In a well timed visit to Nir Moshe, a village near the Gaza border, Yitzhak Herzog, leader of the Labor Party-led "Zionist Camp" lambasted Prime Minister Benjamin Netanyahu, even as the latter was addressing the US Congress on Tuesday.
Netanyahu's speech, said Herzog, "severely sabotages Israel’s relations with the US." This marked a grating climax to a fierce political debate that had raged in Israel since US House Speaker John Boehner first invited Netanyahu, without White House consent, back on January 21.
As expected, arguments for and against Netanyahu’s speech were made along partisan lines. Those on the Right argued that, as Boehner had said, there was no one better qualified than Netanyahu to explain the dangers of the proposed "Iran deal." One the Left, the planned speech was panned as a pre-election scheme that would needlessly further agitate the already strained relations between Israel and the White House.
Herzog's description of Netanyahu as a saboteur signaled the rhetorical escalation depicting Netanyahu, and not Iran’s Supreme Leader, as most dangerous to Israel’s future. Naturally, this topsy-turvy logic was nourished by the Obama Administration.
Following the speech there was a sense of agreement among many Israelis that their prime minister had performed impressively. Omer Bar-Lev of the Labor Party said he could only dream of possessing Netanyahu's rhetorical skills, and others couldn't but agree with him.
But that’s where agreement over the speech ended. Israel’s Ynet news portal, a bitter critic of Netanyahu, chose the headline "Dr. Strangelove in Congress" to express its contempt toward the prime minister. The write-up played on metaphors used by American commentators like CNN’s Christiane Amanpour and New York Times columnist Thomas Friedman. Though grasping at the coattails of leading American liberals seemed a rather desperate attempt to cling to a predetermined view.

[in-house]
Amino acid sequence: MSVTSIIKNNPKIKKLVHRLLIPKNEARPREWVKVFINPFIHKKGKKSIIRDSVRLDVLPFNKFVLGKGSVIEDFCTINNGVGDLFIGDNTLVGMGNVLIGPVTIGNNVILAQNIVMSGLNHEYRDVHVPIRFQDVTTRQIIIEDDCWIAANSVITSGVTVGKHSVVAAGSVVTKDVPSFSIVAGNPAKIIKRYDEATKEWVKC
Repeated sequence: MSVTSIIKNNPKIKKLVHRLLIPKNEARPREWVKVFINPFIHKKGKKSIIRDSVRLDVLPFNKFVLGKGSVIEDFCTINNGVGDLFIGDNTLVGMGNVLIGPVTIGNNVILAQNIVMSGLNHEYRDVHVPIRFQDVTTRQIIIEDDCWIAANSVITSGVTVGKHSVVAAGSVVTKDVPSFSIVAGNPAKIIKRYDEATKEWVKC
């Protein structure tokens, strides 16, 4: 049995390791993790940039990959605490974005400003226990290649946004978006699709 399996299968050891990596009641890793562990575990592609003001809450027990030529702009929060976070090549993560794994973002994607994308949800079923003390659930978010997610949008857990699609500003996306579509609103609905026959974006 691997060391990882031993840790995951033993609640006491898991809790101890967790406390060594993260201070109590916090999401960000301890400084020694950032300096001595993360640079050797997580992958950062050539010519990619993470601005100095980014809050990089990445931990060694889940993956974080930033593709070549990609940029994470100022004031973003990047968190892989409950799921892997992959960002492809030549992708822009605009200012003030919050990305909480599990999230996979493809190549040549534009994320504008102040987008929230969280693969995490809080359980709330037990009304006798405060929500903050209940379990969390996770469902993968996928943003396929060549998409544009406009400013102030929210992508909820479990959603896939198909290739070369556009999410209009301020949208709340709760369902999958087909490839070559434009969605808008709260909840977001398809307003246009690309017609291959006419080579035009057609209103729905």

Israel Hayom, the only Israeli newspaper openly supportive of Netanyahu, used Economy Minister Naftali Bennett’s words to describe the speech, headlining their lead story "Well Arranged, Thorough and Shuddering." Rather than quoting American pundits, the newspaper cited right-wing Members of Knesset like Danny Danon and Ayelet Shaked, who complimented Netanyahu on a job well done.
And yet, comments following the speech were surprisingly sparse. It was like the calm after the storm, which just goes to show that perhaps the commotion surrounding Netanyahu's speech was nothing more than the same old political opportunism.
The calm may also suggests that as good as it was, Netanyahu's speech was unlikely to affect the upcoming elections or the Iran deal.